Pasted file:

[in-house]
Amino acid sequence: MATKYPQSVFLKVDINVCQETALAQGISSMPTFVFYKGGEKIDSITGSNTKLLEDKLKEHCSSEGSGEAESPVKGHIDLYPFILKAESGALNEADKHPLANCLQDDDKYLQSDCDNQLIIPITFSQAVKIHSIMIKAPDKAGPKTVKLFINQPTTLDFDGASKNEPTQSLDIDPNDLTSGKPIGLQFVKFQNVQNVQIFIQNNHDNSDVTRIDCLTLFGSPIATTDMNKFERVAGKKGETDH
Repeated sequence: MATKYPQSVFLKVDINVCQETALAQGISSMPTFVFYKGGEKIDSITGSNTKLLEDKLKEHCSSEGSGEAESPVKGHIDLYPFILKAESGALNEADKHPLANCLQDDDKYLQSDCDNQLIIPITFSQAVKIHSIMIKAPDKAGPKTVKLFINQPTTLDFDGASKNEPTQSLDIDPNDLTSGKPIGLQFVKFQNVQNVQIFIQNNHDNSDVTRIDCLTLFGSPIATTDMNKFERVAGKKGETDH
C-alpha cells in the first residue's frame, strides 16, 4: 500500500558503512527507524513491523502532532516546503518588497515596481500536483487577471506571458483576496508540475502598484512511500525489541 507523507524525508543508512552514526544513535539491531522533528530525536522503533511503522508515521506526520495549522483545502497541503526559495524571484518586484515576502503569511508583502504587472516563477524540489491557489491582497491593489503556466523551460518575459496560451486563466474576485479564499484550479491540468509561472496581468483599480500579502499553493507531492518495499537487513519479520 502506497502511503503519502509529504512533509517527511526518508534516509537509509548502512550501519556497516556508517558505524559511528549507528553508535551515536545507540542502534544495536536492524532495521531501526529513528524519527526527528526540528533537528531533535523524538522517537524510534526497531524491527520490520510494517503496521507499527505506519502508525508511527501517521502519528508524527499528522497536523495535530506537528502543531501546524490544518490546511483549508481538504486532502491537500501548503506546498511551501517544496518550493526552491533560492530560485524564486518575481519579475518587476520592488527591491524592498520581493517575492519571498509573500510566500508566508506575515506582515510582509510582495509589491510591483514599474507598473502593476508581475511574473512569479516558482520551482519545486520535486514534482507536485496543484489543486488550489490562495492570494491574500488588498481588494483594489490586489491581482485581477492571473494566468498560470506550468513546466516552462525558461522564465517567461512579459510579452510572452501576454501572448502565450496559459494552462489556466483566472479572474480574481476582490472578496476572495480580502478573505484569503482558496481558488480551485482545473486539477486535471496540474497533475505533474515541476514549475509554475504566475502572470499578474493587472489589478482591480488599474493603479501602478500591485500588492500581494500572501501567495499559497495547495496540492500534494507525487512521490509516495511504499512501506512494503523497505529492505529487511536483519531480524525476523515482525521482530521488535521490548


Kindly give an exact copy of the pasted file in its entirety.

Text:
[in-house]
Amino acid sequence: MATKYPQSVFLKVDINVCQETALAQGISSMPTFVFYKGGEKIDSITGSNTKLLEDKLKEHCSSEGSGEAESPVKGHIDLYPFILKAESGALNEADKHPLANCLQDDDKYLQSDCDNQLIIPITFSQAVKIHSIMIKAPDKAGPKTVKLFINQPTTLDFDGASKNEPTQSLDIDPNDLTSGKPIGLQFVKFQNVQNVQIFIQNNHDNSDVTRIDCLTLFGSPIATTDMNKFERVAGKKGETDH
Repeated sequence: MATKYPQSVFLKVDINVCQETALAQGISSMPTFVFYKGGEKIDSITGSNTKLLEDKLKEHCSSEGSGEAESPVKGHIDLYPFILKAESGALNEADKHPLANCLQDDDKYLQSDCDNQLIIPITFSQAVKIHSIMIKAPDKAGPKTVKLFINQPTTLDFDGASKNEPTQSLDIDPNDLTSGKPIGLQFVKFQNVQNVQIFIQNNHDNSDVTRIDCLTLFGSPIATTDMNKFERVAGKKGETDH
C-alpha cells in the first residue's frame, strides 16, 4: 500500500558503512527507524513491523502532532516546503518588497515596481500536483487577471506571458483576496508540475502598484512511500525489541 507523507524525508543508512552514526544513535539491531522533528530525536522503533511503522508515521506526520495549522483545502497541503526559495524571484518586484515576502503569511508583502504587472516563477524540489491557489491582497491593489503556466523551460518575459496560451486563466474576485479564499484550479491540468509561472496581468483599480500579502499553493507531492518495499537487513519479520 502506497502511503503519502509529504512533509517527511526518508534516509537509509548502512550501519556497516556508517558505524559511528549507528553508535551515536545507540542502534544495536536492524532495521531501526529513528524519527526527528526540528533537528531533535523524538522517537524510534526497531524491527520490520510494517503496521507499527505506519502508525508511527501517521502519528508524527499528522497536523495535530506537528502543531501546524490544518490546511483549508481538504486532502491537500501548503506546498511551501517544496518550493526552491533560492530560485524564486518575481519579475518587476520592488527591491524592498520581493517575492519571498509573500510566500508566508506575515506582515510582509510582495509589491510591483514599474507598473502593476508581475511574473512569479516558482520551482519545486520535486514534482507536485496543484489543486488550489490562495492570494491574500488588498481588494483594489490586489491581482485581477492571473494566468498560470506550468513546466516552462525558461522564465517567461512579459510579452510572452501576454501572448502565450496559459494552462489556466483566472479572474480574481476582490472578496476572495480580502478573505484569503482558496481558488480551485482545473486539477486535471496540474497533475505533474515541476514549475509554475504566475502572470499578474493587472489589478482591480488599474493603479501602478500591485500588492500581494500572501501567495499559497495547495496540492500534494507525487512521490509516495511504499512501506512494503523497505529492505529487511536483519531480524525476523515482525521482530521488535521490548